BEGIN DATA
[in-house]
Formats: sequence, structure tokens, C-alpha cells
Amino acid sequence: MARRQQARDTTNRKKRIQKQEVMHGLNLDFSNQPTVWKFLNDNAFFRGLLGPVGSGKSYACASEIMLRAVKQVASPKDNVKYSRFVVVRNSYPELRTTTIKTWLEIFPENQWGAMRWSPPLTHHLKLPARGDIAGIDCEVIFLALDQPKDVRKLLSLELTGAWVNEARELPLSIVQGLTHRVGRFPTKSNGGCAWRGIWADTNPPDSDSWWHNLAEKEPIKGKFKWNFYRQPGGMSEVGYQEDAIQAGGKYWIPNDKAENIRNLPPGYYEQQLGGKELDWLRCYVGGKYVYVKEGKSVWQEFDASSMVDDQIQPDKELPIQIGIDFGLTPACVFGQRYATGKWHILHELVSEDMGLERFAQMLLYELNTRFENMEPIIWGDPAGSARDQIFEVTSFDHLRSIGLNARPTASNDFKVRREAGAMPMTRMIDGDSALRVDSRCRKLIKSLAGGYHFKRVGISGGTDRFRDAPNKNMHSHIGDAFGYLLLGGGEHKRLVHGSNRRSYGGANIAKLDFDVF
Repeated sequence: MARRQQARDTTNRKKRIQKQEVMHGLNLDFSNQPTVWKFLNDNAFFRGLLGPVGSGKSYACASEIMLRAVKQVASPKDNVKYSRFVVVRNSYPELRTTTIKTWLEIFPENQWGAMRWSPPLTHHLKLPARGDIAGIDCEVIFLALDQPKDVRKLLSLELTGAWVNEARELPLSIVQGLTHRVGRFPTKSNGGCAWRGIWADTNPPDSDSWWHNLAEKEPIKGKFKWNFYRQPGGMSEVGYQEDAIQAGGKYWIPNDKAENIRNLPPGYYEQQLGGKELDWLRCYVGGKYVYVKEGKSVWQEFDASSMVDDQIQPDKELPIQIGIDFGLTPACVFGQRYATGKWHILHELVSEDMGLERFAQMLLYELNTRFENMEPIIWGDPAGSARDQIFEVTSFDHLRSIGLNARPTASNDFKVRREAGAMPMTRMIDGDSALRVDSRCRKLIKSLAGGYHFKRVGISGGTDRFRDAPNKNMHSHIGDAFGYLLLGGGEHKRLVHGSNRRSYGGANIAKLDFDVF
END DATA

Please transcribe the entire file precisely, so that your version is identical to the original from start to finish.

[in-house]
Formats: sequence, structure tokens, C-alpha cells
Amino acid sequence: MARRQQARDTTNRKKRIQKQEVMHGLNLDFSNQPTVWKFLNDNAFFRGLLGPVGSGKSYACASEIMLRAVKQVASPKDNVKYSRFVVVRNSYPELRTTTIKTWLEIFPENQWGAMRWSPPLTHHLKLPARGDIAGIDCEVIFLALDQPKDVRKLLSLELTGAWVNEARELPLSIVQGLTHRVGRFPTKSNGGCAWRGIWADTNPPDSDSWWHNLAEKEPIKGKFKWNFYRQPGGMSEVGYQEDAIQAGGKYWIPNDKAENIRNLPPGYYEQQLGGKELDWLRCYVGGKYVYVKEGKSVWQEFDASSMVDDQIQPDKELPIQIGIDFGLTPACVFGQRYATGKWHILHELVSEDMGLERFAQMLLYELNTRFENMEPIIWGDPAGSARDQIFEVTSFDHLRSIGLNARPTASNDFKVRREAGAMPMTRMIDGDSALRVDSRCRKLIKSLAGGYHFKRVGISGGTDRFRDAPNKNMHSHIGDAFGYLLLGGGEHKRLVHGSNRRSYGGANIAKLDFDVF
Repeated sequence: MARRQQARDTTNRKKRIQKQEVMHGLNLDFSNQPTVWKFLNDNAFFRGLLGPVGSGKSYACASEIMLRAVKQVASPKDNVKYSRFVVVRNSYPELRTTTIKTWLEIFPENQWGAMRWSPPLTHHLKLPARGDIAGIDCEVIFLALDQPKDVRKLLSLELTGAWVNEARELPLSIVQGLTHRVGRFPTKSNGGCAWRGIWADTNPPDSDSWWHNLAEKEPIKGKFKWNFYRQPGGMSEVGYQEDAIQAGGKYWIPNDKAENIRNLPPGYYEQQLGGKELDWLRCYVGGKYVYVKEGKSVWQEFDASSMVDDQIQPDKELPIQIGIDFGLTPACVFGQRYATGKWHILHELVSEDMGLERFAQMLLYELNTRFENMEPIIWGDPAGSARDQIFEVTSFDHLRSIGLNARPTASNDFKVRREAGAMPMTRMIDGDSALRVDSRCRKLIKSLAGGYHFKRVGISGGTDRFRDAPNKNMHSHIGDAFGYLLLGGGEHKRLVHGSNRRSYGGANIAKLDFDVF